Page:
|The first excerpt represents the past or something you must release, and is drawn from Northanger Abbey by Jane Austen:
"James only means to give me good advice."
He gladly received the letter, and, having read
it through, with close attention, returned it saying,
"Well, if it is to be so, I can only say that I am sorry
for it. Frederick will not be the first man who has
chosen a wife with less sense than his family expected.
I do not envy his situation, either as a lover or a son."
Miss Tilney, at Catherine's invitation, now read
the letter likewise, and, having expressed also her
concern and surprise, began to inquire into Miss Thorpe's
connections and fortune.
|The second excerpt represents the present or the deciding factor of the moment, and is drawn from An Occurrence at Owl Creek Bridge by Ambrose Bierce:
"How far is it to the Owl Creek bridge?" Fahrquhar asked.
"About thirty miles."
"Is there no force on this side of the creek?"
"Only a picket post half a mile out, on the railroad, and a
single sentinel at this end of the bridge."
"Suppose a man -- a civilian and student of hanging --
should elude the picket post and perhaps get the better of
the sentinel," said Fahrquhar, smiling, "what could he
The soldier reflected. "I was there a month ago," he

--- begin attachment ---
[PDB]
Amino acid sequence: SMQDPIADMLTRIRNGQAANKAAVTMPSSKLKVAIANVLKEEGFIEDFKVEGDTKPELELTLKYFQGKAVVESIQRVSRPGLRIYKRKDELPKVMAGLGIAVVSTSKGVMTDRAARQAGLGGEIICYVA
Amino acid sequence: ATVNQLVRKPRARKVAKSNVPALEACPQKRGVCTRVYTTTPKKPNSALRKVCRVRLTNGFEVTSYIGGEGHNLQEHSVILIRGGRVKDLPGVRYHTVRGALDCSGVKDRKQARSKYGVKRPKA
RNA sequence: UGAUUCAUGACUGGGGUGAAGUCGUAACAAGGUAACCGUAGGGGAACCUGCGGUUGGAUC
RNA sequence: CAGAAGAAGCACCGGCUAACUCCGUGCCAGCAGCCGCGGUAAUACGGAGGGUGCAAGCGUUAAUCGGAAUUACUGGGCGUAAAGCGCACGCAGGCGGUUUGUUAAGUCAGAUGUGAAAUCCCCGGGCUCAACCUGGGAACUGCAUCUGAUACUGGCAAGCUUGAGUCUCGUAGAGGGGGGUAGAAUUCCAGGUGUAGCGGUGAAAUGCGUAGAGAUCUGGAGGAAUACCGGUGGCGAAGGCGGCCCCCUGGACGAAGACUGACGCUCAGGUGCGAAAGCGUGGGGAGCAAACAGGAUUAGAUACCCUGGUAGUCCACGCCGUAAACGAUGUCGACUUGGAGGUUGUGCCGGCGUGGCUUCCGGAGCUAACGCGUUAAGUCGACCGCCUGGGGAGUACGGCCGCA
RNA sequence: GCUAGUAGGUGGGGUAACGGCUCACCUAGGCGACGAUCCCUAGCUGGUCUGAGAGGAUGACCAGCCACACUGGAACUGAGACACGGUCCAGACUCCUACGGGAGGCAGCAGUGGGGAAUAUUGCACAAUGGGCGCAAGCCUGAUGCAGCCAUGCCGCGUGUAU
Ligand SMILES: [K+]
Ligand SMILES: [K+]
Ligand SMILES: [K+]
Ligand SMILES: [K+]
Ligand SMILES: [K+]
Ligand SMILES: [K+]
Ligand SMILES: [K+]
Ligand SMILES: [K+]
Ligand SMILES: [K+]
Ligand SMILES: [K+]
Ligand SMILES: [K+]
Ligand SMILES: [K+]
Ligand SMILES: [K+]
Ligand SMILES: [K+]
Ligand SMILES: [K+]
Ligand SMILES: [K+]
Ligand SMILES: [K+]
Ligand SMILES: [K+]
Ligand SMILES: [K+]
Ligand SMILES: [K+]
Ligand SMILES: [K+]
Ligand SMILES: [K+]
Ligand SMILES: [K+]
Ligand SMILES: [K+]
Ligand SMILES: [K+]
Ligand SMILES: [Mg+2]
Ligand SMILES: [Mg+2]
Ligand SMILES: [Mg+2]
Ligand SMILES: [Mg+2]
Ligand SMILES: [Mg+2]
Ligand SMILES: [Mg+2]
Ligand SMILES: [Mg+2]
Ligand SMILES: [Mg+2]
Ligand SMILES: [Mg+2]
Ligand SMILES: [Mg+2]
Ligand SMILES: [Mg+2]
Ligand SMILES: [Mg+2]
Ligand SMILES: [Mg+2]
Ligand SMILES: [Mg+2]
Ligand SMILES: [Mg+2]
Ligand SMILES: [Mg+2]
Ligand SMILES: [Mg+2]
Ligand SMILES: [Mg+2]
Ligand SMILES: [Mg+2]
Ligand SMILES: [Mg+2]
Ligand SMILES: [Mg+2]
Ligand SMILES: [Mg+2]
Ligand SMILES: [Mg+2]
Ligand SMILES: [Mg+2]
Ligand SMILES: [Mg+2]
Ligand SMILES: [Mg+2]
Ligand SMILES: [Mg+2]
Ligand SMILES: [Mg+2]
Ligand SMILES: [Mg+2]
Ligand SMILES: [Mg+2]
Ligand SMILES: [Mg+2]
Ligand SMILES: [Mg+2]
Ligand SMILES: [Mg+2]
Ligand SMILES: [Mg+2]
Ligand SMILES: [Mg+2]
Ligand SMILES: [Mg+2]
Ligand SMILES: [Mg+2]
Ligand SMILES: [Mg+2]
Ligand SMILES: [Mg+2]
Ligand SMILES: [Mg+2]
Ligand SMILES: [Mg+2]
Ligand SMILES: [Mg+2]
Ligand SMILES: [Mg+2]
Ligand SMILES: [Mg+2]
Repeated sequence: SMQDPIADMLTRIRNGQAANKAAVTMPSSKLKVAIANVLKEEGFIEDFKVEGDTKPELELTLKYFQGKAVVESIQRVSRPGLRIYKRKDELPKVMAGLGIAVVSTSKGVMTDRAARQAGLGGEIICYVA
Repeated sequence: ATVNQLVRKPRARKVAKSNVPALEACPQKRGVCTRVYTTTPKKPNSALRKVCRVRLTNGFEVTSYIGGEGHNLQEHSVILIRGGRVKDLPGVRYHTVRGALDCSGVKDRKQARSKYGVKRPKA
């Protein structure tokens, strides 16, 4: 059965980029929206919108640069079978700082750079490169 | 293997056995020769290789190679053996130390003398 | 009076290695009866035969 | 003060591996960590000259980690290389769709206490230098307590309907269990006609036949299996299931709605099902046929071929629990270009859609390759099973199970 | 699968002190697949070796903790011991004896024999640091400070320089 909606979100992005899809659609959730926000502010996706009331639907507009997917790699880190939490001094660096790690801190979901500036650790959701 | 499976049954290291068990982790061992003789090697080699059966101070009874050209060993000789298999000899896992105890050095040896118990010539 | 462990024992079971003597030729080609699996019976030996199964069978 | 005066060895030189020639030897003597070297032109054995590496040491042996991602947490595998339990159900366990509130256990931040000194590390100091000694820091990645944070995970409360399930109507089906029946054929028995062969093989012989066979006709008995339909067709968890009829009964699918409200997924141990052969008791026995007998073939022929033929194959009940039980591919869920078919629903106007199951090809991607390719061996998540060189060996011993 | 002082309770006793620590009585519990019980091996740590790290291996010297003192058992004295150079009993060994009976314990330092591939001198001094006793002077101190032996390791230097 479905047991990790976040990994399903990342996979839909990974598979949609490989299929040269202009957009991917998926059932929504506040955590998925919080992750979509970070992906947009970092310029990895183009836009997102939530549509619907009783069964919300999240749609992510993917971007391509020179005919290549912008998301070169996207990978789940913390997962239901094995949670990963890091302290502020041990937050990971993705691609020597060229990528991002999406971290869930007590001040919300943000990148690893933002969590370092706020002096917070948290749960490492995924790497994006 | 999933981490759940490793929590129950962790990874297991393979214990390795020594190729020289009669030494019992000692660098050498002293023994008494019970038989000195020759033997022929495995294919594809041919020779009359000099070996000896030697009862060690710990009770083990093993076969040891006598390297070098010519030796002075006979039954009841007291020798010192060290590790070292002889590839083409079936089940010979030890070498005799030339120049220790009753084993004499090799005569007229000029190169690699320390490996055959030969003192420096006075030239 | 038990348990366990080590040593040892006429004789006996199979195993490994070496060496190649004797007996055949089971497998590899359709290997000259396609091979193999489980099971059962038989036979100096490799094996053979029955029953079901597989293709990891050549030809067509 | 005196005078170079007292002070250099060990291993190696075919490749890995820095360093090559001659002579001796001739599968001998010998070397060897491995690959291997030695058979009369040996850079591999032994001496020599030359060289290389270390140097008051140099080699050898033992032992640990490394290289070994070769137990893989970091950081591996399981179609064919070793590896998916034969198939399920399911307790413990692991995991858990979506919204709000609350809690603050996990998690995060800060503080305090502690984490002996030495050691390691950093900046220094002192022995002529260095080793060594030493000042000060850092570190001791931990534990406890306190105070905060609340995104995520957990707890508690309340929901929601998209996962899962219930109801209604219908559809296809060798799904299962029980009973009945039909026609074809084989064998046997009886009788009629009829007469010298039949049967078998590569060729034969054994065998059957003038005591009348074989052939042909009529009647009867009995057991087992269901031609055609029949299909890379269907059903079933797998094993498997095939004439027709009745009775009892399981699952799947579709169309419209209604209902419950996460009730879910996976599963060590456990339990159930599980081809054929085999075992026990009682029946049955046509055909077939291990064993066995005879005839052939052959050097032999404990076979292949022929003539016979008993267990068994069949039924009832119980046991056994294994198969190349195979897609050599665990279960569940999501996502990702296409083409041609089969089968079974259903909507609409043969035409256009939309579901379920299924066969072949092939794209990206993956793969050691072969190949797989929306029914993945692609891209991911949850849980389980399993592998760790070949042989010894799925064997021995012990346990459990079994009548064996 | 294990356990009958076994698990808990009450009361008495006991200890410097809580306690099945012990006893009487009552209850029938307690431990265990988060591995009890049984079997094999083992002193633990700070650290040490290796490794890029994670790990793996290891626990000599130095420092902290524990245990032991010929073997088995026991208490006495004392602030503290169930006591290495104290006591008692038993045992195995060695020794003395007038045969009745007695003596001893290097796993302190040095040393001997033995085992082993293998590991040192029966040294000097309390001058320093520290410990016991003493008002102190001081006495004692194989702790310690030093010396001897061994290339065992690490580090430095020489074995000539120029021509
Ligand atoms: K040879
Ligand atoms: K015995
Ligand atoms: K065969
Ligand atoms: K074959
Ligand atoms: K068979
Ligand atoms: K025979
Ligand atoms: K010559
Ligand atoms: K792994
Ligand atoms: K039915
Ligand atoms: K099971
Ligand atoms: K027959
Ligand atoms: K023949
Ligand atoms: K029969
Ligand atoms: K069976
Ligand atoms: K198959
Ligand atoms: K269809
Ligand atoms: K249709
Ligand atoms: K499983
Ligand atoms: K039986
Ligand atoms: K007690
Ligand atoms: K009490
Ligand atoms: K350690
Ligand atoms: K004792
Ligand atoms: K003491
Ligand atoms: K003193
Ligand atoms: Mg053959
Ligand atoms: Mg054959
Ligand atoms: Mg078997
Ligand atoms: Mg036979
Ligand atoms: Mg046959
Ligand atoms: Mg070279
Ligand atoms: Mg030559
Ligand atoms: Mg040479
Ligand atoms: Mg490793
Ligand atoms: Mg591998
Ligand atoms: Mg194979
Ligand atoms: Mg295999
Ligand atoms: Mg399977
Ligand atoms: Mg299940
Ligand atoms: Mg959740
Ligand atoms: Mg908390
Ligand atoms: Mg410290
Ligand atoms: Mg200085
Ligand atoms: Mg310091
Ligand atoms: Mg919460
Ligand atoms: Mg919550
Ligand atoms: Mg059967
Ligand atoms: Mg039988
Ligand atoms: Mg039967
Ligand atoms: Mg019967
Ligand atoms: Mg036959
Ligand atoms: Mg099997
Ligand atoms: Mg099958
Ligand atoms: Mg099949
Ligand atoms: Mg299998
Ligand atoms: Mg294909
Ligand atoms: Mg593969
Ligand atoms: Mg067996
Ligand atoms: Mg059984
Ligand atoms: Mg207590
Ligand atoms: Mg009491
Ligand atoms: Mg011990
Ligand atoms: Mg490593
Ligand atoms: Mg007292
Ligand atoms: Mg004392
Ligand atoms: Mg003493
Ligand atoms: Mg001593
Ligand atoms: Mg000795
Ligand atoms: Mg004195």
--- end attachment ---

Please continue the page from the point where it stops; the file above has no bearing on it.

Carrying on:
replied. "I observed that the flood of last winter had
An Occurrence at Owl Creek Bridge
|The third excerpt represents the future or something you must embrace, and is drawn from The Economist by Xenophon:
"And seeing that both alike feel the need of giving and receiving, He
set down memory and carefulness between them for their common use,
so that you would find it hard to determine which of the two, the male
or the female, has the larger share of these. So, too, God set down
between them for their common use the gift of self-control, where
needed, adding only to that one of the twain, whether man or woman,
which should prove the better, the power to be rewarded with a larger
share of this perfection. And for the very reason that their natures
are not alike adapted to like ends, they stand in greater need of one
another; and the married couple is made more useful to itself, the one
fulfilling what the other lacks.